SLR - October 2017 - Andrew J. Ott

Serial Radiographs Do Not Change the Clinical Course of Nonoperative Stable OTA/AO 44-B1 Ankle Fractures

Reference: Marchand L.S., Working Z.M., Rane A.A., Jacobson L.G., Kubiak E.N., Higgins T.F., Rothberg D.L. Serial Radiographs Do Not Change the Clinical Course of Nonoperative Stable OTA/AO 44-B1 Ankle Fractures. JOT. 2017 May; 31(5): 264–269.

Scientific Literature Review

Reviewed By: Andrew J. Ott, DPM
Residency Program: New York Presbyterian/Queens

Podiatric Relevance:
Rotational ankle injuries are a common pathology encountered by the podiatric physician. If a fracture of the ankle is found, determining whether the fracture pattern is stable or unstable is of utmost importance. If the fracture pattern is found to be stable, as in 44-B1 fractures, serial radiographs may be unnecessary.  

Methods: Retrospective review article of 134 patients with isolated lateral malleolar ankle fractures classified as OTA/AO 44-B1 (SER II/weber B fractures). Inclusion criteria were only fractures with isolated 44-B1 injuries with proven ankle stability (<5 mm medial clear space) on manual external rotation stress test. Stress test had to be documented on a mortise radiograph (15 to 20 degrees internal rotation) performed by an orthopaedic resident or attending, and a minimum of six weeks of follow-up was necessary. Exclusion criteria were any patients managed by nonorthopaedic trained providers, those without stress examination and those who did not have a mortise radiograph obtained on their initial evaluation. Two radiographic variables were measured on the mortise view. The medial clear space was measured in millimeters from the lateral boarder of the medial malleolus to a parallel line at the medial talus one-half of the distance between the talar dome and inferior aspect of the medial articular surface. Mueller-Nose distance was measured from the medial boarder of the fibula parallel to the superior lateral articular aspect of the talar dome in millimeters.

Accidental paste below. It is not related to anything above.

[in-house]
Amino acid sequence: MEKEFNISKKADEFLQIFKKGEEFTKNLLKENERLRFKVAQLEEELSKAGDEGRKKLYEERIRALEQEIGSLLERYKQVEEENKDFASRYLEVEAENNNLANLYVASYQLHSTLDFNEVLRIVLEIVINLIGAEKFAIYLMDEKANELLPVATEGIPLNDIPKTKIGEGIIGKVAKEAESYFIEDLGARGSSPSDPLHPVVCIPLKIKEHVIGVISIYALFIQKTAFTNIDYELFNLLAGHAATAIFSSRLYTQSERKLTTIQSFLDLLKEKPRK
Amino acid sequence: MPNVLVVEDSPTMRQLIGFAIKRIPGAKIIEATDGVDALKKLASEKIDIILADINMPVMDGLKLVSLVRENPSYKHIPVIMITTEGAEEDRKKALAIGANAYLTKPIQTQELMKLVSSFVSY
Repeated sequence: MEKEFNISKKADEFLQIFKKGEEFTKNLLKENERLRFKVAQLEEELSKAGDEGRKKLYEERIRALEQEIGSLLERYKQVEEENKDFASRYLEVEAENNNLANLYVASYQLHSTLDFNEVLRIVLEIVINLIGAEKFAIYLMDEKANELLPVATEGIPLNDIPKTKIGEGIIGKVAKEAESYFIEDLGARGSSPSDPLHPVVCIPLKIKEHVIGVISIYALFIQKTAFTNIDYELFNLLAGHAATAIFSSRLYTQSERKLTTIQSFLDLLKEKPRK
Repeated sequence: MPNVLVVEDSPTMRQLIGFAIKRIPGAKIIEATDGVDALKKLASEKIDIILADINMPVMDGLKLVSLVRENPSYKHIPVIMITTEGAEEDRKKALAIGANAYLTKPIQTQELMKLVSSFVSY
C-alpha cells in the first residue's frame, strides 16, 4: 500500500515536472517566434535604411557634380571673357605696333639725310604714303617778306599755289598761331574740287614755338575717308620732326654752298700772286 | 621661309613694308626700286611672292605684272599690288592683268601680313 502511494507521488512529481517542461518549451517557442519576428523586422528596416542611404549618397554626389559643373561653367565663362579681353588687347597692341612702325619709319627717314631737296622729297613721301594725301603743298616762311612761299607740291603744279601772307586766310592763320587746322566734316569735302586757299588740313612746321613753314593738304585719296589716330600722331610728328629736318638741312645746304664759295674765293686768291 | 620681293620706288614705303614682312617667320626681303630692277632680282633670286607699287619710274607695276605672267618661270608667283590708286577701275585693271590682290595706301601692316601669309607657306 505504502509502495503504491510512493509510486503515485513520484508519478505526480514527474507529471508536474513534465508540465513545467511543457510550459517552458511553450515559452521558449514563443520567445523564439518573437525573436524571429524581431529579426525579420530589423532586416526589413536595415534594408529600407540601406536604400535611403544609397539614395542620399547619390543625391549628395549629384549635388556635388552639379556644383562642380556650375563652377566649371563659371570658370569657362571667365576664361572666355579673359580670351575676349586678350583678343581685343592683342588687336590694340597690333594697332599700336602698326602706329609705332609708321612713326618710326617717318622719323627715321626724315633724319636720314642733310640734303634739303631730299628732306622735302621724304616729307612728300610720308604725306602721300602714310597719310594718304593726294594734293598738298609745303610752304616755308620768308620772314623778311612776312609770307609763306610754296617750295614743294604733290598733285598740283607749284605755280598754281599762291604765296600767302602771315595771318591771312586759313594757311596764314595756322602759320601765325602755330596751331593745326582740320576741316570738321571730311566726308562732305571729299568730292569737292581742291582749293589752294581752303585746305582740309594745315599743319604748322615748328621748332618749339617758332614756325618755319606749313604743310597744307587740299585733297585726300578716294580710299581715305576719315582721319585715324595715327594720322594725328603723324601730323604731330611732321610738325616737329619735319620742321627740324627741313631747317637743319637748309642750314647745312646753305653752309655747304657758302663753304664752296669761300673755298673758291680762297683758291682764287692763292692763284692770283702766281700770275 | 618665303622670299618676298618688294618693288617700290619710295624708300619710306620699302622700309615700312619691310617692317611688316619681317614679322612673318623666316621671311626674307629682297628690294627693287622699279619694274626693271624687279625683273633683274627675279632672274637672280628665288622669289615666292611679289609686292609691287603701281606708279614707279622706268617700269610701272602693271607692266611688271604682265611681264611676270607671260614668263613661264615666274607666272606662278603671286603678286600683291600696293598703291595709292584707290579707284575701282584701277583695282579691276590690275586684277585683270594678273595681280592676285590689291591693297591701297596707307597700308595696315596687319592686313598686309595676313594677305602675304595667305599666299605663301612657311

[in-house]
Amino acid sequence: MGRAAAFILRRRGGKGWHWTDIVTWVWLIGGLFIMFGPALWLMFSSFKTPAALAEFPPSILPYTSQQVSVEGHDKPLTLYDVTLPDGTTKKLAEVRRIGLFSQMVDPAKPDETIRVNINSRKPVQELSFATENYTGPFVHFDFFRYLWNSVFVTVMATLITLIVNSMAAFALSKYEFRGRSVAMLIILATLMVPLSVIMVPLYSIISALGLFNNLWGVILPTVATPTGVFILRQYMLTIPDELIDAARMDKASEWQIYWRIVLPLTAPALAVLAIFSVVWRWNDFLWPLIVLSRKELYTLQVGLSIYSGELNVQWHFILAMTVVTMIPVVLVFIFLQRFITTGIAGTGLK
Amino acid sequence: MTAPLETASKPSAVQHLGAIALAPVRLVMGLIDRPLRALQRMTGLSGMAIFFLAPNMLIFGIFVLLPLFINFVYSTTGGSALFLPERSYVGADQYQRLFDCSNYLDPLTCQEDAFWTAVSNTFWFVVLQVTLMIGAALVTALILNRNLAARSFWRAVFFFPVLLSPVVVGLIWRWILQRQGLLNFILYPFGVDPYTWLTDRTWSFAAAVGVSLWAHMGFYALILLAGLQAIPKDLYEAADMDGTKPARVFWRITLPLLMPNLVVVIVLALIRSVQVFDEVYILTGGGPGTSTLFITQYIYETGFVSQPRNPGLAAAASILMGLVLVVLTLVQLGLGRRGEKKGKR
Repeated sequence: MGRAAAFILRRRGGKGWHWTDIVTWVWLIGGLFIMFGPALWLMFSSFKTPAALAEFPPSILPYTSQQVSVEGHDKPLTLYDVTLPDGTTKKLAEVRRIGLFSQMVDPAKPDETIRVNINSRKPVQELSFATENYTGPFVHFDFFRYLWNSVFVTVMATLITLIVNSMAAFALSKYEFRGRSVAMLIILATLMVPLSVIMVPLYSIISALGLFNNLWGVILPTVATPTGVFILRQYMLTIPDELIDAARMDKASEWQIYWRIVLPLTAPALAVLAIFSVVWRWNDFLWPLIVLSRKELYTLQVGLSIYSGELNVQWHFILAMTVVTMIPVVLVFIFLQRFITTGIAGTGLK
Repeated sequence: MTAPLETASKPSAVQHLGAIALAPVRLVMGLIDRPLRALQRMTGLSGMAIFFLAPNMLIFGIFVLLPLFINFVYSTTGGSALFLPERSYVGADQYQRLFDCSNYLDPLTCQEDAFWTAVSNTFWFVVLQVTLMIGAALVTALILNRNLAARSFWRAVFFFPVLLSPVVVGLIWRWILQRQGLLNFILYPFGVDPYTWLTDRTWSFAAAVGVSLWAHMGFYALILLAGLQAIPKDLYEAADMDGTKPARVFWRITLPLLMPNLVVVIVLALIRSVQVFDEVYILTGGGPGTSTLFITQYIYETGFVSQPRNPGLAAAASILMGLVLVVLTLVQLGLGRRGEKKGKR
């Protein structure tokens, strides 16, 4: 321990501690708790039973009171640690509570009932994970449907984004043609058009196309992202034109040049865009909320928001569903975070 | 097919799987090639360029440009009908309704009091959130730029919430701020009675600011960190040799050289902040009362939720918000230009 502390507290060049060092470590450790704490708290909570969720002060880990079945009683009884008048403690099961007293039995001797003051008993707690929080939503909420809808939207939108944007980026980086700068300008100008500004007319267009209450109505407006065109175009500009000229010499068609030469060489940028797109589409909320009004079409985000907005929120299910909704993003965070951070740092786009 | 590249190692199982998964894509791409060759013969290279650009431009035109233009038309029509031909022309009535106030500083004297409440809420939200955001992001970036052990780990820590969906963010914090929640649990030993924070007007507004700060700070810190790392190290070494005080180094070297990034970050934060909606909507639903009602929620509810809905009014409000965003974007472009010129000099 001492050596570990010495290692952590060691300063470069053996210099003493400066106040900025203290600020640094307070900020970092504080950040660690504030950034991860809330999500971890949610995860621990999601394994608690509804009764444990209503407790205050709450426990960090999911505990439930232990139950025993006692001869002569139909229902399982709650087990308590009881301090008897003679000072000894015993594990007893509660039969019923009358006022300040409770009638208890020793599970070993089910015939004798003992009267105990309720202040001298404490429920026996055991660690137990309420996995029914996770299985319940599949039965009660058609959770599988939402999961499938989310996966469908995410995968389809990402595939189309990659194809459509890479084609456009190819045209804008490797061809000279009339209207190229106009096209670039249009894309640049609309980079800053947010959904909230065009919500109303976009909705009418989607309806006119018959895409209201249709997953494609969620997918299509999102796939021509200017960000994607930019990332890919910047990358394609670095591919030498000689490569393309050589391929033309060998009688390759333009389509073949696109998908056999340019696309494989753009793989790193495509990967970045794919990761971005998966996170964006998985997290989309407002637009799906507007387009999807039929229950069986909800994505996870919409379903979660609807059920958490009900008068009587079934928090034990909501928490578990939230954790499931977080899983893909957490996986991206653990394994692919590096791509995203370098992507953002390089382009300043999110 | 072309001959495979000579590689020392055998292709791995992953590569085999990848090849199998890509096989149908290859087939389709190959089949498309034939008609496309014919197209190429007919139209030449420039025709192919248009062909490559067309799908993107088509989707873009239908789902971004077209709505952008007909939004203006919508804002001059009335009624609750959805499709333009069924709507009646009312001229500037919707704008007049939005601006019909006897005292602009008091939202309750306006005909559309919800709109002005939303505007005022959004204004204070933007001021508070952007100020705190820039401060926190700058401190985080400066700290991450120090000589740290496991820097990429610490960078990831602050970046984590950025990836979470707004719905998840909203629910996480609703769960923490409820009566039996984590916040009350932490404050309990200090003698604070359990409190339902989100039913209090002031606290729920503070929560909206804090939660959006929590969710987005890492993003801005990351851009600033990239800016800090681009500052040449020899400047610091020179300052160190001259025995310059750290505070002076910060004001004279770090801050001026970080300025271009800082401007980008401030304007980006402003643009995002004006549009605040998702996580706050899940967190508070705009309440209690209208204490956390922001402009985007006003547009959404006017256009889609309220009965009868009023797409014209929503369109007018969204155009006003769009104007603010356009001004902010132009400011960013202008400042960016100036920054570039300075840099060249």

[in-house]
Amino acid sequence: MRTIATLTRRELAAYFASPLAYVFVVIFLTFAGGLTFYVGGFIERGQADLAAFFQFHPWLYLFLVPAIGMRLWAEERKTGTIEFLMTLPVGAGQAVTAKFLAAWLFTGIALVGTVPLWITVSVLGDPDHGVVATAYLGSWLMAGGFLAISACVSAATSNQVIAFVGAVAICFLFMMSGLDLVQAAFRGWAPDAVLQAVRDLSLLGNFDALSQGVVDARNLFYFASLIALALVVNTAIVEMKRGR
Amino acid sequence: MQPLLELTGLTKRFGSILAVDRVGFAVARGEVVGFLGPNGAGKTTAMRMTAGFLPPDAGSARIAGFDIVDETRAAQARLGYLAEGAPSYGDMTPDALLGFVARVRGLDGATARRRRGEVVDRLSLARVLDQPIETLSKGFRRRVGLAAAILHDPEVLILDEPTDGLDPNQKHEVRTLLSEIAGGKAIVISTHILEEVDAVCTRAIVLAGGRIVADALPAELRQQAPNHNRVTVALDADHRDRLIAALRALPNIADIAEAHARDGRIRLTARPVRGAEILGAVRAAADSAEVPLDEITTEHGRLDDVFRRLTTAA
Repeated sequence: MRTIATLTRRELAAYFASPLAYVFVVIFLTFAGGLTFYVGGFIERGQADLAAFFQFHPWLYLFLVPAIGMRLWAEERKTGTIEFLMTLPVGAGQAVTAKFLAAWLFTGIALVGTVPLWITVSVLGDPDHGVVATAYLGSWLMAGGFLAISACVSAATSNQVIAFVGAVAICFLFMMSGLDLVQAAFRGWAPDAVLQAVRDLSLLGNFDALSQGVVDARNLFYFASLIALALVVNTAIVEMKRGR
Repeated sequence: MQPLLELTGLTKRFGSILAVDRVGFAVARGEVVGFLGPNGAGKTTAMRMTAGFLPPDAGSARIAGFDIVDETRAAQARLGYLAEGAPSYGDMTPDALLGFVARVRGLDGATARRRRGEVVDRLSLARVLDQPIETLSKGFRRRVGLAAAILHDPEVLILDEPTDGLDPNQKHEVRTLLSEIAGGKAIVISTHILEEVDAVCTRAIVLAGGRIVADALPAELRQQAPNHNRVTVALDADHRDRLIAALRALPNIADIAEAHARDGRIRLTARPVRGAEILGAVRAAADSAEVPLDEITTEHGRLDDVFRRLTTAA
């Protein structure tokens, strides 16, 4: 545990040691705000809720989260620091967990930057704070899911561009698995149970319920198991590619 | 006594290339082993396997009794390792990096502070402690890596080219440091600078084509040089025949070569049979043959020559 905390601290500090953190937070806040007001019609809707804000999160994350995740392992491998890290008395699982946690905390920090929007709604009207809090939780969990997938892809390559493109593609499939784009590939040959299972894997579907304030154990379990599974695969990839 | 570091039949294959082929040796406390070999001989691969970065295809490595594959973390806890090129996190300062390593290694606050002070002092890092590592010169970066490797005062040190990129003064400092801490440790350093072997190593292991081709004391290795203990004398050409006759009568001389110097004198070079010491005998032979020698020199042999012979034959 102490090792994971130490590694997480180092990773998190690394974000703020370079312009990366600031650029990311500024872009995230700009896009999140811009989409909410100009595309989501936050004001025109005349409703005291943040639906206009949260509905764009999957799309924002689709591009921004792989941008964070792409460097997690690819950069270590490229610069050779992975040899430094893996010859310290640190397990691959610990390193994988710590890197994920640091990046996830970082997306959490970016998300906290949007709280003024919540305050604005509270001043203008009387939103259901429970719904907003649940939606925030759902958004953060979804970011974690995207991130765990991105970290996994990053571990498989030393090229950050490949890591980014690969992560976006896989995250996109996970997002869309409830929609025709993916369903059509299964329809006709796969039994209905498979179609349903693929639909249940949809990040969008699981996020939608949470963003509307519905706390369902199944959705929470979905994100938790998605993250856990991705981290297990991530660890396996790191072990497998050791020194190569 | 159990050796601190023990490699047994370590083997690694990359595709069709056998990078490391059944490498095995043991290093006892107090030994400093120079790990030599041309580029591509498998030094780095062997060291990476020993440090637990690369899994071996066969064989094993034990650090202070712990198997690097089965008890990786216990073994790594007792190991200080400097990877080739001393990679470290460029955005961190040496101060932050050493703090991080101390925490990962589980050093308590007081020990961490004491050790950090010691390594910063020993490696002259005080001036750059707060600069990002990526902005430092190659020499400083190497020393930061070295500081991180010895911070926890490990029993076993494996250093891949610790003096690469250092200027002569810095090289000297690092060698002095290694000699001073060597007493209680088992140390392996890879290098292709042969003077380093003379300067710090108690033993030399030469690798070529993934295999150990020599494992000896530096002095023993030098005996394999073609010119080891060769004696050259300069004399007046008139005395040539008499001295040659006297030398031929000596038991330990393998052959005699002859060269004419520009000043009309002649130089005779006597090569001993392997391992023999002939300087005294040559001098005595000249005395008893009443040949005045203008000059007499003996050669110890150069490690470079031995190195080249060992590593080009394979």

Results: Of the 134 patients with 44-B1 fracture pattern, zero patients progressed to surgery for loss of reduction or any other cause. The mean medial clear space was 3.4 mm at initial evaluation and 3.3 mm on average at final follow-up. The Mueller nose distance at the time of injury was 3.5 mm and 3.5 mm on average at the time of final follow-up.

Conclusions: No patients progressed to surgery at a mean follow-up of 82 days for isolated OTA/AO 44-B1 fractures. Serial radiographic measurements did not show any significant changes from the time of initial injury to final follow-up evaluation. No displacement in the ankle mortise was found in those fractures with negative external rotation stress tests throughout follow-up examination. There is no current literature or evidence to suggest the use of serial radiographic examination in stable 44-B1 ankle fractures. Manual external rotation stress test is reliable in predicting stability of the ankle joint in patients with a 44-B1 fracture pattern. Serial radiographic examination in these patients should be reserved for high-risk patients, those with worsening of pain or those who are noncompliant with weightbearing status.

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